Naturwissenschaften

, 98:435

A new captorhinid reptile, Gansurhinus qingtoushanensis, gen. et sp. nov., from the Permian of China

  • Robert R. Reisz
  • Jun Liu
  • Jin-Ling Li
  • Johannes Müller
Original Paper

Abstract

Captorhinids, a clade of Paleozoic reptiles, are represented by a rich fossil record that extends from the Late Carboniferous into the Late Permian. Representatives of this clade dispersed from the equatorial regions of Laurasia into the temperate regions of Pangea during the Middle and Late Permian. This rich fossil record shows that there was an evolutionary trend from faunivorous to omnivorous and herbivorous feeding habits within this clade. The discovery of well-preserved captorhinid materials in the Middle Permian of China allows us to determine that the new taxon, Gansurhinus qingtoushanensis, gen. et sp. nov, is a member of Moradisaurinae, a clade of captorhinids with multiple tooth rows arranged in parallel. The presence of this moradisaurine in the Middle Permian of south central Asia leads us to suggest that paleogeographic changes during the Permian, with part of what is today China becoming a large peninsula of Pangea, allowed these early reptiles as well as other terrestrial vertebrates to extend their geographic ranges to this region of the Late Paleozoic supercontinent.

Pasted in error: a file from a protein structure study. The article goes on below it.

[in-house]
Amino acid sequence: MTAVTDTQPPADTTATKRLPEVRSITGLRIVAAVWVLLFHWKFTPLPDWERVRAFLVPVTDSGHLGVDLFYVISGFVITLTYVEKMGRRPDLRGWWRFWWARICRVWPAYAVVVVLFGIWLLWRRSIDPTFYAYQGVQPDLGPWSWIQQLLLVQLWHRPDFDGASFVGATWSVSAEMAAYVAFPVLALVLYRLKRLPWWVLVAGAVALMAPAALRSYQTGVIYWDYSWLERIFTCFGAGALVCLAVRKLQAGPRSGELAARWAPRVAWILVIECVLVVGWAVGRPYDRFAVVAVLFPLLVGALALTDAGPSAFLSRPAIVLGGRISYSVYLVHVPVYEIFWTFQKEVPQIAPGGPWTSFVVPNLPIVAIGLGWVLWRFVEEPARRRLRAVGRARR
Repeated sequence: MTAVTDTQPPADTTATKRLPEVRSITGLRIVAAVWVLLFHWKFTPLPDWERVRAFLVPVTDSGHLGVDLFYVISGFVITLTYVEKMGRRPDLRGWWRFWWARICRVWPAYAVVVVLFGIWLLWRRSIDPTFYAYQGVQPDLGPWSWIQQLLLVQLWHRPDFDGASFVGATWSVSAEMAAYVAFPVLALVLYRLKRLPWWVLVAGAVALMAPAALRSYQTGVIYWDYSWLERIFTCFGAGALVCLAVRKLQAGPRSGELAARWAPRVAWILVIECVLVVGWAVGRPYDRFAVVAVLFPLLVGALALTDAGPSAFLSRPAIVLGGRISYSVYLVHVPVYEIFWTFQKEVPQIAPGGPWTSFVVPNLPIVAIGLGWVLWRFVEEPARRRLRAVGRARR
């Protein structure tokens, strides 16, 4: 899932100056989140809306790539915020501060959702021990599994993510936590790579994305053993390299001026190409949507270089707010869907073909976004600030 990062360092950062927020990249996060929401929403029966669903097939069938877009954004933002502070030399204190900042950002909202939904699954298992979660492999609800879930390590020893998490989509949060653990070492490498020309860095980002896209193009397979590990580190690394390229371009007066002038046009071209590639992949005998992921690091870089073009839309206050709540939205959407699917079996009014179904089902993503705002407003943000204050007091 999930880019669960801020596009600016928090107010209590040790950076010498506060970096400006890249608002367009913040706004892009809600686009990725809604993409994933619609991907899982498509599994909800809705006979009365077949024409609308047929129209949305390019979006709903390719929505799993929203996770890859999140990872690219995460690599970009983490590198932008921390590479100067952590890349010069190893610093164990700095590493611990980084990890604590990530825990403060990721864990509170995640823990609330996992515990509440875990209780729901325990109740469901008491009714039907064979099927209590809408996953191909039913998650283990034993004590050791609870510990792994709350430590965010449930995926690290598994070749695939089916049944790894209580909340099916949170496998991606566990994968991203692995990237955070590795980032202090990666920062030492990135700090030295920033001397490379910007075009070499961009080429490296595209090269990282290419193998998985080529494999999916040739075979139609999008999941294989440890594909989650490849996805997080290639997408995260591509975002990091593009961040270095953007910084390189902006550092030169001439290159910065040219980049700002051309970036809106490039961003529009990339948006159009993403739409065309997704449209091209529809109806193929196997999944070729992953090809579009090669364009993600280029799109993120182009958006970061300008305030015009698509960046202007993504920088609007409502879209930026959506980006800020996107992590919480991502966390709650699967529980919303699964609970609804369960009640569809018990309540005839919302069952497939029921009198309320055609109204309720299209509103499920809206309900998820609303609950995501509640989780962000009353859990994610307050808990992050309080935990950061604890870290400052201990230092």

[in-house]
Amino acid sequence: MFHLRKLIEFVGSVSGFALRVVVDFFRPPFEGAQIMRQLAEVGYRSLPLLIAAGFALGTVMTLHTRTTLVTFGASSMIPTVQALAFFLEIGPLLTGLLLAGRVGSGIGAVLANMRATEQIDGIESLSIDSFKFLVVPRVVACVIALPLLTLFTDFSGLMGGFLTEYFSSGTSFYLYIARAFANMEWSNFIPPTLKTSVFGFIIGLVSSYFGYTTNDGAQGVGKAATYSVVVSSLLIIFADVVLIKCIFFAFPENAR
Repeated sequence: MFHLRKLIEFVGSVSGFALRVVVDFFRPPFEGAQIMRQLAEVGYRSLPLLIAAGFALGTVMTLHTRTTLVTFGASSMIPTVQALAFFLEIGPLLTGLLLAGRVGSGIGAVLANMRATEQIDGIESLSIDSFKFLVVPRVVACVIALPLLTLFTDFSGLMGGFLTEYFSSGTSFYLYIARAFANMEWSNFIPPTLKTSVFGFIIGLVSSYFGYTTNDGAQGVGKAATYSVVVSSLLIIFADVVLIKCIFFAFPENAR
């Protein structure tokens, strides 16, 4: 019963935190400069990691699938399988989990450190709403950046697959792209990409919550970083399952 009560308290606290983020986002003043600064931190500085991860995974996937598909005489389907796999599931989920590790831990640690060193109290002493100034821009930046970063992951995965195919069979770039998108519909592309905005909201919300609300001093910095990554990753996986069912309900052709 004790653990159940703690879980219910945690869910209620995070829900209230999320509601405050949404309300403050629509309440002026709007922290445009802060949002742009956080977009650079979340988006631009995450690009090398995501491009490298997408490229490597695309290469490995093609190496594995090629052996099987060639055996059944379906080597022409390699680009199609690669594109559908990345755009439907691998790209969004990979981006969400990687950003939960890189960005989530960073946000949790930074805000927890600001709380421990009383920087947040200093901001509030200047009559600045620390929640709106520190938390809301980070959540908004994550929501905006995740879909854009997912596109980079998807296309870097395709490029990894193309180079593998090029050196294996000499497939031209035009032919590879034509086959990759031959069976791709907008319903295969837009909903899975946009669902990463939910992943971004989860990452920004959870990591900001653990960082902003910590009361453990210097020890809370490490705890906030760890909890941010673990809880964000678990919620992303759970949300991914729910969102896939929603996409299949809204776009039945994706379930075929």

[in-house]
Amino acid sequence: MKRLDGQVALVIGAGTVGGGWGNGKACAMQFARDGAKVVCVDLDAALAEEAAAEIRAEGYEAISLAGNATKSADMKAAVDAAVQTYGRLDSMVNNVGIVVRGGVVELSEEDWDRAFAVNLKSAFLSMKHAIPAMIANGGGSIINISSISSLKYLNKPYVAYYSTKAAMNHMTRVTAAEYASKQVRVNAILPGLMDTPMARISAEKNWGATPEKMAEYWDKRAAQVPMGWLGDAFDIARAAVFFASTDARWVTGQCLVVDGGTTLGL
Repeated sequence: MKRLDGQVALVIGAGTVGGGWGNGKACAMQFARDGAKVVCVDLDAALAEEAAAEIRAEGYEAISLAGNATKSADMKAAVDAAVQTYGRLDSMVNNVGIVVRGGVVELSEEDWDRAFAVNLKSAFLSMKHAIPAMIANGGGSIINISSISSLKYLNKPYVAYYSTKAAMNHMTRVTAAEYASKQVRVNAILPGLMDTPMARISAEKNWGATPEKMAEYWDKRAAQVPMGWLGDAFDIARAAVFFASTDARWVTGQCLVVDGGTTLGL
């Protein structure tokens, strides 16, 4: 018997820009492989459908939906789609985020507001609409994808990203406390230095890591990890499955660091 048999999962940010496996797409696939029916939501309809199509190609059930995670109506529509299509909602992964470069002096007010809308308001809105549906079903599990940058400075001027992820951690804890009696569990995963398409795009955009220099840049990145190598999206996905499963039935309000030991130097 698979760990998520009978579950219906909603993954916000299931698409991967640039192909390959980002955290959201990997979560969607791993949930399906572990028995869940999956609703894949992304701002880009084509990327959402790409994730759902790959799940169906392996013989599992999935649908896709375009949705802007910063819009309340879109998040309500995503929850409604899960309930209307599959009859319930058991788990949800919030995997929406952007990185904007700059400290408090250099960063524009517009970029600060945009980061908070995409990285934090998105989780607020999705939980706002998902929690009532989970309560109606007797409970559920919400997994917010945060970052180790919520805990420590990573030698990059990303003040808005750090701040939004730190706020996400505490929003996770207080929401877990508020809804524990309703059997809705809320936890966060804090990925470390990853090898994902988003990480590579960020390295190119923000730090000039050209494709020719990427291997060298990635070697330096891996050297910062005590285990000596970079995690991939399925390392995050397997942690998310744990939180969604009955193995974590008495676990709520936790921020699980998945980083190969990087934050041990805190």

Keywords

Paleozoic reptiles Captorhinidae China Middle Permian 

Supplementary material

114_2011_793_MOESM1_ESM.pdf (19 kb)
Characters used in the phylogenetic analysis (PDF 18.6 kb)
114_2011_793_MOESM2_ESM.doc (41 kb)
Character list and data matrix (DOC 41.0 kb)

References

  1. Blakey RC (2007) Carboniferous–Permian paleogeography of the Assembly of Pangaea. In: Wong ThE (ed) Proceedings of the XVth International Congress on Carboniferous and Permian Stratigraphy. Utrecht, 10–16 August 2003. Royal Dutch Academy of Arts and Sciences, Amsterdam, pp 443–456Google Scholar
  2. de Ricqlès AJ, Taquet P (1982) La faune de vertébrés de Permien Supérieur du Niger. I. Le captorhinomorphe Moradisaurus grandis (Reptilia, Cotylosauria)—le crane. Ann Paleontol 68:33–106Google Scholar
  3. Dilkes DW, Reisz RR (1986) The axial skeleton of the Early Permian reptile Eocaptorhinus laticeps (Williston). Can J Earth Sci 23:1288–1296Google Scholar
  4. Dodick JT, Modesto SP (1995) The cranial anatomy of the captorhinid reptile Labidosaurikos meachami from the Lower Permian of Oklahoma. Palaeontology 38:687–711Google Scholar